What Traders are Saying

Another wild week of trading action prompted two telling state of the market emails from a COT/COTP subscriber. Here is that email, and my thoughts:

COT/COTP Subscriber (Wednesday): The market looks like it’s firming up. The SPX is up 2% today. Should we be adding exposure?

Same COT/COTP Subscriber (Thursday): Please delete my email from Wednesday … this market is garbage! (SPX was down 2.2%)

Jacob: Trust me, I get the desire to aggressively add exposure to the market when the S&P 500 is down 24% year to date, and countless stocks are down dramatically more than that. At some point, it will be time to not simply take stabs here and there, like we have been, and instead push aggressively bullish.

But we aren’t there yet, as I’ve yet to see any true signs of market strength, and as fellow Cabot Analyst Mike Cintolo noted recently, “Just 8% of NYSE stocks closed above their 50-day lines.” Not encouraging!

And as trader @markmenervini wrote on Twitter some time ago, “During my 40 years trading none of my success came from picking a bottom right at the low. The low happens on one day, the bull market lasts for years. The big money is made spotting trends, not bottoms.”

For now, and I know it’s not “sexy” to be patient, we will continue to wait for that bull market to resume, and option activity to signal a bottom, before aggressively ramping up exposure.

Open Positions

Long positions: XBI, GOOG, M, OXY, PYPL, SBUX
Bearish Positions: SPY

Biotech ETF (XBI) January 84 Call – The XBI gained 3.5% and was strong all last week.

If I wanted to be optimistic, I would note that biotech was the first sector to turn higher during the last market run in July/August, and it’s possible that this group will kickstart an advance again in the fourth quarter.

Alphabet (GOOGL) February 120 Calls – GOOGL continues to look weak, along with its peers AAPL/MSFT/META/NVDA. It will be interesting to see if this group regains some strength in the fourth quarter.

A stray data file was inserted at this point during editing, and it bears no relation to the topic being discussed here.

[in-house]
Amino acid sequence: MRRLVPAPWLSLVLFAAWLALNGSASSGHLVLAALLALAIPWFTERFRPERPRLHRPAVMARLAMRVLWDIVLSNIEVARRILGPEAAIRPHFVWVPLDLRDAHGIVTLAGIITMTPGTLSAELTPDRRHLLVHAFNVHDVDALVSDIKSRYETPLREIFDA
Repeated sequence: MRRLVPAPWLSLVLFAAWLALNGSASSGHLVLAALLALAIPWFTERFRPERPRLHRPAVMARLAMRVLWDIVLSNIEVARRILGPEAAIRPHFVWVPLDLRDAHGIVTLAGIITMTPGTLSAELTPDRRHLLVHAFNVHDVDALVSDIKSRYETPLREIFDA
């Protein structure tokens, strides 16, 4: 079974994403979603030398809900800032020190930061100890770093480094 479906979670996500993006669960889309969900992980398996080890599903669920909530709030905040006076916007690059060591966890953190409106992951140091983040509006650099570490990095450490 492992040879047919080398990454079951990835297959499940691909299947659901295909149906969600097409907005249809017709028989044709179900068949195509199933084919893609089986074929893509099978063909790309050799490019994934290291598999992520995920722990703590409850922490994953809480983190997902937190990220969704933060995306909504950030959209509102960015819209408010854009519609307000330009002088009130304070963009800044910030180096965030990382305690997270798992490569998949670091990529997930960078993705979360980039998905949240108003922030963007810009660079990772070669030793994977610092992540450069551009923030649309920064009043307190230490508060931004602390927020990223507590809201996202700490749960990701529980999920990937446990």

Macy’s (M) Stock – M was unchanged on the week, and we will continue to sit on our stock position looking for a call selling opportunity.

Occidental Petroleum (OXY) December 65/80 Bull Call Spread – OXY gained 4.6% following a filing that Warren Buffett had bought even more shares last week. OXY continues to look great in comparison to its oil stock peers.

PayPal (PYPL) March 97.5 Call – PYPL fell 1% last week, though it continues to shoot higher on the rare moments the market is strong. While our calls are somewhat far out-of-the-money, because of the relative strength in PYPL shares I continue to like this position.

S&P 500 ETF (SPY) March 420/320 Bear Put Spread – For better or worse our SPY bear put spread is at a potential profit of approximately 180%.

Starbucks (SBUX) January 85/110 Bull Call Spread – SBUX was unchanged and looks totally fine. This stock looks like it will work IF the market can get in gear.

Jacob Mintz is a professional options trader and editor of Cabot Options Trader. Using his proprietary options scans, Jacob creates and manages positions in equities based on unusual option activity and risk/reward.